Sunday, June 8, 2008
As this year's election campaign shifts into higher gear, today's New York Times (McCain Extends His Outreach, but Evangelicals Are Still Wary) reports that one of Senator John McCain’s biggest challenges in the current presidential campaign is this: a continued wariness toward him among evangelicals and other Christian conservatives, a critical voting bloc for Republicans that could stay home in the fall or at least be decidedly unenthusiastic in their efforts to get out the vote.
The Times article compares the relationship between President George Bush and the evangelical community with that of the community and Senator McCain, noting that in 2004, President Bush's openness about his personal faith and stances on social issues earned him a following among evangelicals, who represented about a quarter of the electorate that year. Indeed, exit polls found that 78 percent of white “born again” or evangelical Protestants voted for President Bush.
On the other hand, article states, Senator McCain’s relationship with evangelicals has long been troubled. For example, in 2000, when he was running against President Bush for the Republican nomination, the Arizona Senator castigated evangelical ministers Pat Robertson and Jerry Falwell as “agents of intolerance.” The article continues:
In a sign of the lingering distrust, Mr. McCain finished last out of nine Republican candidates in a straw poll last year at the Values Voter Summit in Washington, a gathering for socially conservative activists.
James C. Dobson, the influential founder of the evangelical group Focus on the Family, released a statement in February, when Mr. McCain was on the verge of securing the Republican nomination, affirming that he would not vote for Mr. McCain and would instead stay home if he became the nominee. Dr. Dobson later softened his stance and said he would vote but has remained critical of Mr. McCain.
The wariness Senator McCain faces among evangelicals is summed up in the words of Tony Perkins, president of the Family Research Council:
“For John McCain to be competitive, he has to connect with the base to the point that they’re intense enough that they’re contagious. Right now they’re not even coughing.”
Notwithstanding the wariness among evangelicals, the Times reports that a small group of McCain staff members and surrogates have begun stepping up -- largely behind the scenes -- his outreach to evangelicals and other social conservatives. Additionally, about a dozen people, including staffers and socially conservative leaders who are advising the campaign, have reportedly begun a weekly conference call to plot strategy on reaching the evangelical/social conservative voting bloc for Senator McCain.
At last week's "High-Level Conference on World Food Security: the Challenges of Climate Change and Bio-energy" held at FAO headquarters in Rome, the Vatican's Secretary of State, Cardinal Tarcisio Bertone, S.D.B., read out a message from Pope Benedict XVI in which the head of the Roman Catholic Church stated that
...hunger and malnutrition are unacceptable in a world which has, in fact, levels of production, resources and knowledge sufficient to put an end to such dramas and their consequences. The great challenge of today is to 'globalise', not just economic and commercial interests, but also the call for solidarity, while respecting and taking advantage of the contribution of all components of society.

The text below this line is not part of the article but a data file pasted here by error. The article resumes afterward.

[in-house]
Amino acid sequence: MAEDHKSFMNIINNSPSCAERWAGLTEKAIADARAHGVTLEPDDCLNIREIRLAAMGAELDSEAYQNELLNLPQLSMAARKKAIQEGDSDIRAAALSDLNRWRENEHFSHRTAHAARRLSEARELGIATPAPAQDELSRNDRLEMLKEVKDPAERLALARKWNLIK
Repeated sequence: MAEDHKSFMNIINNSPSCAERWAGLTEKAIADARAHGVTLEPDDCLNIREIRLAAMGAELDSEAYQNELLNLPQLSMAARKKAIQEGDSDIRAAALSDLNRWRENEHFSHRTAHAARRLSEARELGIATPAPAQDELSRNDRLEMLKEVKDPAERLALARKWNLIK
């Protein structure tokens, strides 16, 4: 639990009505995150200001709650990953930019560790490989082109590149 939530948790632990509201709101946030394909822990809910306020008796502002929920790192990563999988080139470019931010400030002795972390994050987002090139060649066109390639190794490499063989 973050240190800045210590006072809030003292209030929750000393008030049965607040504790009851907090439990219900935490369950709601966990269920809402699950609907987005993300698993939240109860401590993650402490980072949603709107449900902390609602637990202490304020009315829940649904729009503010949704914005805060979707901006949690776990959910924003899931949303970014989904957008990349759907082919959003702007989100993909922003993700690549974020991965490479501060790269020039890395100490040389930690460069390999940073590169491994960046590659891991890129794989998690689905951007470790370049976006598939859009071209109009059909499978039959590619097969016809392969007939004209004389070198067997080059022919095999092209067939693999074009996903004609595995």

The Pope went on to call on the 50 heads of State and government officials attending the conference to "collaborate in an increasingly transparent way with ... organisations committed to closing the growing divide between rich and poor" and to "continue with the structural reforms which, at the national level, are indispensable in order to face the problems of underdevelopment, of which hunger and malnutrition are direct consequences."
The Pope also stated that
Poverty and malnutrition are not a simple fatality, provoked by adverse environmental situations or by disastrous natural calamities, [and that] purely technical and economic considerations must not prevail over the duties of justice towards people suffering from hunger.
Referring to the current problem of rising prices of agricultural products, the Pope called for the drawing-up of "new strategies to fight against poverty and to promote rural development, ... through structural reform processes which enable the challenges posed by security and by climate change to be faced".
According to the Pope, modern technologies are not enough to meet shortfalls in food. Rather, he stated, there is a global need for "political action which, inspired by those principles of natural law written in man's heart, protects the dignity of the individual. ... Only by protecting the person, then, is it possible to combat the main cause of hunger."
The Pope concluded his message by calling on the delegations gathered for the conference "to take on new commitments and set themselves to pursue them with great determination."
Today's New York Times reviews a report on the current spirit of volunteerism in America. In That Spirit of Volunteerism, 60 Million Strong Phyllis Korkki writes that accoridng to the Bureau of Labor Statistics, during the period September 2006 to September 2007, more than 60 million Americans volunteered through or for an orgainzation. These volunteers spent a median of 52 hours on their volunteer work. As to the identity of these volunteers, a higher percfentgae of women volunteer than men, and people between the ages of 35 and 54 are more likely to volunteer than those younger or older. Even with more than 60 million Americans volunteering during the period, the volunteer rate has fallen from 28.8 percent from 2003 through 2005, to 26.2 percent in 2007.